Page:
Over the past week, our Student Intern Alonda Azurdia visited Sweden with the UNM School of Architecture to give students the opportunity to engage with Swedish culture, architecture, urban planning, and housing. The main focus was to visit potential sites for the final project this semester (designing urban housing) and study other local housing projects recognized for their success. They were also given the opportunity to learn about sustainable, diverse, and rich Swedish culture and discover the realm and history of Swedish architecture. Follow along for some fantastic photos!
The photo above was taken in an office complex called Wingardhs. They did a little bit of a remodeling inside the Nationalmusset which Alondra happened to have gone to before visiting the office and had snapped a pic of their work without knowing! Here is their website for more detail about what was done to it. https://www.wingardhs.se/en/projects/nationalmuseum
The students also visited the architecture school at KTH Royal Institute of Technology (images above). The building is super unique with its curved walls (interior and exterior) and it was featured in their museum of architecture. Not surprisingly though, students and faculty said it was ineffective for setting up studio desks, pin-ups, or teaching. So super pretty not super useful.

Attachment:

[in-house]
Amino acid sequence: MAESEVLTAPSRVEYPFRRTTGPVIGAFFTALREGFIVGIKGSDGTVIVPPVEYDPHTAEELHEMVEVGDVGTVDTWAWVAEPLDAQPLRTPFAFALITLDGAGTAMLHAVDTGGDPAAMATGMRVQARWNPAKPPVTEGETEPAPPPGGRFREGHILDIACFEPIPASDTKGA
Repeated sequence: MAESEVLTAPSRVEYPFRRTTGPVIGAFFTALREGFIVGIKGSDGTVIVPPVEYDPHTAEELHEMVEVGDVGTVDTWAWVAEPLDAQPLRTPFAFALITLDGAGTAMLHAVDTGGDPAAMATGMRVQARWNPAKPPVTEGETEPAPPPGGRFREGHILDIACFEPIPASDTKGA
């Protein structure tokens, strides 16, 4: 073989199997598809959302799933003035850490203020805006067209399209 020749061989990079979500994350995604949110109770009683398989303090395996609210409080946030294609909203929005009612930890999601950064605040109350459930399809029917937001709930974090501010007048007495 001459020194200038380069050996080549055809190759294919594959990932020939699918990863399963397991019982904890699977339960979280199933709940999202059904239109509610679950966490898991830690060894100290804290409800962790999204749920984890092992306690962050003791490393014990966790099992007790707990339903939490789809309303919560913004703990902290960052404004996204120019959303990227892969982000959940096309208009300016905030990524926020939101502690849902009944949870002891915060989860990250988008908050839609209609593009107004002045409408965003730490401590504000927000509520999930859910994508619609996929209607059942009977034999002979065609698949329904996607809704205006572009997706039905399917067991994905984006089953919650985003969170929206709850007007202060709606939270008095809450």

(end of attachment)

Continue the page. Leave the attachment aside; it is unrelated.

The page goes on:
If you look up Stockholm you’ll probably see these 4 buildings which were on the island the students stood on. It was cold the first few days but then sunny the last few. Alondra was prepared!
Lastly, and possibly our favorite architecture that Alondra saw was this housing unit known as 79th/Park by BIG Architects. I recommend reading about it online if you haven’t heard of it!
We asked Alondra what the most knowledgeable thing she learned was while on her trip and her answer was refreshing:
“The most knowledgeable thing I learned on this trip is that designing affordable housing doesn’t mean we have to sacrifice creativity or aesthetics. Another thing I learned is that although architecture is a universal language, site conditions such as weather and local resources can help drive design choices.”